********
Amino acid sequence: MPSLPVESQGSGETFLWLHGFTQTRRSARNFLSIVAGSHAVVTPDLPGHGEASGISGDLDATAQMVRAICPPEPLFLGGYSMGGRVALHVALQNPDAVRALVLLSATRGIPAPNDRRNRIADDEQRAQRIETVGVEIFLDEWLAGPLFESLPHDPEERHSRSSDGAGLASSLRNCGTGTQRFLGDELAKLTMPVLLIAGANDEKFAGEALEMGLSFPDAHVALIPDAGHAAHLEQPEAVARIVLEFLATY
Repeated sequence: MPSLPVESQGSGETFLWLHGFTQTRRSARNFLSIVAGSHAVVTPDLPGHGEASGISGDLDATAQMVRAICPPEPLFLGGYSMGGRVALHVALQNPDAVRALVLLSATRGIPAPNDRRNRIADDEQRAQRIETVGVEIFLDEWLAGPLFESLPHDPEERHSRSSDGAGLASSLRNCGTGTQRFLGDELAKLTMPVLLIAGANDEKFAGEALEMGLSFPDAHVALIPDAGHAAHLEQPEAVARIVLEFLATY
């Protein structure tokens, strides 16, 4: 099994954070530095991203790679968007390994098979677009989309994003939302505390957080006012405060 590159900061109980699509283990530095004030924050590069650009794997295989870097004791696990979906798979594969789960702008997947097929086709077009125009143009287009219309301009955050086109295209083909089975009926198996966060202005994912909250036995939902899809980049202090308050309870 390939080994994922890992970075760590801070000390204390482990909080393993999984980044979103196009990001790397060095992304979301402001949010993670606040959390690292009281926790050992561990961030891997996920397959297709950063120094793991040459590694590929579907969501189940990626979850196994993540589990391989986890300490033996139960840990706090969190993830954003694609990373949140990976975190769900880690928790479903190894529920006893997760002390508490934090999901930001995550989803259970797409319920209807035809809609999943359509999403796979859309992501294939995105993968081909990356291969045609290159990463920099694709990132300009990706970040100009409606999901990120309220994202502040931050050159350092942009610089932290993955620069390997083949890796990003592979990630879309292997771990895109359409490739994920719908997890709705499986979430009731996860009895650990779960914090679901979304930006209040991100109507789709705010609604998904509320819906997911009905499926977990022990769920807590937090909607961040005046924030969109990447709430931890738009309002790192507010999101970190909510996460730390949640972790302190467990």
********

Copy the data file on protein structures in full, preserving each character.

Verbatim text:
Amino acid sequence: MPSLPVESQGSGETFLWLHGFTQTRRSARNFLSIVAGSHAVVTPDLPGHGEASGISGDLDATAQMVRAICPPEPLFLGGYSMGGRVALHVALQNPDAVRALVLLSATRGIPAPNDRRNRIADDEQRAQRIETVGVEIFLDEWLAGPLFESLPHDPEERHSRSSDGAGLASSLRNCGTGTQRFLGDELAKLTMPVLLIAGANDEKFAGEALEMGLSFPDAHVALIPDAGHAAHLEQPEAVARIVLEFLATY
Repeated sequence: MPSLPVESQGSGETFLWLHGFTQTRRSARNFLSIVAGSHAVVTPDLPGHGEASGISGDLDATAQMVRAICPPEPLFLGGYSMGGRVALHVALQNPDAVRALVLLSATRGIPAPNDRRNRIADDEQRAQRIETVGVEIFLDEWLAGPLFESLPHDPEERHSRSSDGAGLASSLRNCGTGTQRFLGDELAKLTMPVLLIAGANDEKFAGEALEMGLSFPDAHVALIPDAGHAAHLEQPEAVARIVLEFLATY
């Protein structure tokens, strides 16, 4: 099994954070530095991203790679968007390994098979677009989309994003939302505390957080006012405060 590159900061109980699509283990530095004030924050590069650009794997295989870097004791696990979906798979594969789960702008997947097929086709077009125009143009287009219309301009955050086109295209083909089975009926198996966060202005994912909250036995939902899809980049202090308050309870 390939080994994922890992970075760590801070000390204390482990909080393993999984980044979103196009990001790397060095992304979301402001949010993670606040959390690292009281926790050992561990961030891997996920397959297709950063120094793991040459590694590929579907969501189940990626979850196994993540589990391989986890300490033996139960840990706090969190993830954003694609990373949140990976975190769900880690928790479903190894529920006893997760002390508490934090999901930001995550989803259970797409319920209807035809809609999943359509999403796979859309992501294939995105993968081909990356291969045609290159990463920099694709990132300009990706970040100009409606999901990120309220994202502040931050050159350092942009610089932290993955620069390997083949890796990003592979990630879309292997771990895109359409490739994920719908997890709705499986979430009731996860009895650990779960914090679901979304930006209040991100109507789709705010609604998904509320819906997911009905499926977990022990769920807590937090909607961040005046924030969109990447709430931890738009309002790192507010999101970190909510996460730390949640972790302190467990």